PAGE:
German state refused to clear VW management but relented: source

Mon May 16, 2016 12:02pm EDT
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By Andreas Cremer

BERLIN (Reuters) - Volkswagen (VOWG_p.DE: Quote) shareholder Lower Saxony wanted to withhold its backing for the carmaker's top management at a supervisory board meeting but relented to avoid further damaging the firm, a source close to the German federal state said.

Representatives of the Lower Saxony government, which has a 20 percent stake in VW, raised their objections last week when the supervisory board debated whether to endorse the managers' actions in 2015 - the year the company was engulfed in a scandal over the rigging of U.S. emissions tests.

However, they backed off following a plea from Chairman Hans Dieter Poetsch, fearing their stand would be seen as a vote of no-confidence vote in VW's leadership, the source told Reuters.

VW declined to comment.

Last month Volkswagen announced a 4.1 billion euro ($4.63 billion) operating loss for 2015. It has reached a nearly $10 billion deal with the U.S. government, but still faces an array of civil law suits and members of its management board - which runs the company day-to-day - are under fire over their bonus scheme.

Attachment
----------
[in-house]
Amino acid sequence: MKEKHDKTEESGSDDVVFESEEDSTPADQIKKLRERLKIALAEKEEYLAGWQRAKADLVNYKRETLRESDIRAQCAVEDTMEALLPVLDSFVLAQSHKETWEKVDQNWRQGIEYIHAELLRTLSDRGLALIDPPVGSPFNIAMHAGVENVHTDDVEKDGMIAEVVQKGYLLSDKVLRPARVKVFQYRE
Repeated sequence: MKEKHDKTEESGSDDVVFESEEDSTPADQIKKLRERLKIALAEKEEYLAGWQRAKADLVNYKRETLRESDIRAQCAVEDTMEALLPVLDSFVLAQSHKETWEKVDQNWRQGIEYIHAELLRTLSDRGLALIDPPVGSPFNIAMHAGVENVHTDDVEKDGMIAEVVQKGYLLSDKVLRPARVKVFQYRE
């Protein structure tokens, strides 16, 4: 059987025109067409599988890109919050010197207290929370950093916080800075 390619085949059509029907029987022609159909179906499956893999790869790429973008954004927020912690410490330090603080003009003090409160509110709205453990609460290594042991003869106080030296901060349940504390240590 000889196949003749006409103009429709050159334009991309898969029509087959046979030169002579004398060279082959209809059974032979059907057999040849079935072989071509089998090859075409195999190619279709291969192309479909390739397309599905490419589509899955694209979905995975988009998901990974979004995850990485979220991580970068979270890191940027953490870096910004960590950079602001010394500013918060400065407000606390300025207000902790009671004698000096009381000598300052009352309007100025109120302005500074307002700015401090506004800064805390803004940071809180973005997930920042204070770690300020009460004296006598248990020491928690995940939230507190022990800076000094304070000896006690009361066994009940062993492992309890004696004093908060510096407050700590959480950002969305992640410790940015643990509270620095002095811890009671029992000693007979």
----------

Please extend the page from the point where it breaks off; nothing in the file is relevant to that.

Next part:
In the end, the supervisory board recommended after its May 10 meeting that shareholders should vote to ratify the actions of the top management, including Chief Executive Matthias Mueller, at the annual general meeting on June 22.

Such shareholder votes are common for German companies but in VW's case the crisis means that approval is not a formality.

Support from Lower Saxony is vital for VW's management along with the backing of the company's two other major shareholders, the Piech and Porsche families and the Gulf state of Qatar.   Continued...

A Volkswagen logo is pictured at Volkswagen's headquarters in Wolfsburg, Germany, April 22, 2016. REUTERS/Hannibal Hanschke/File Photo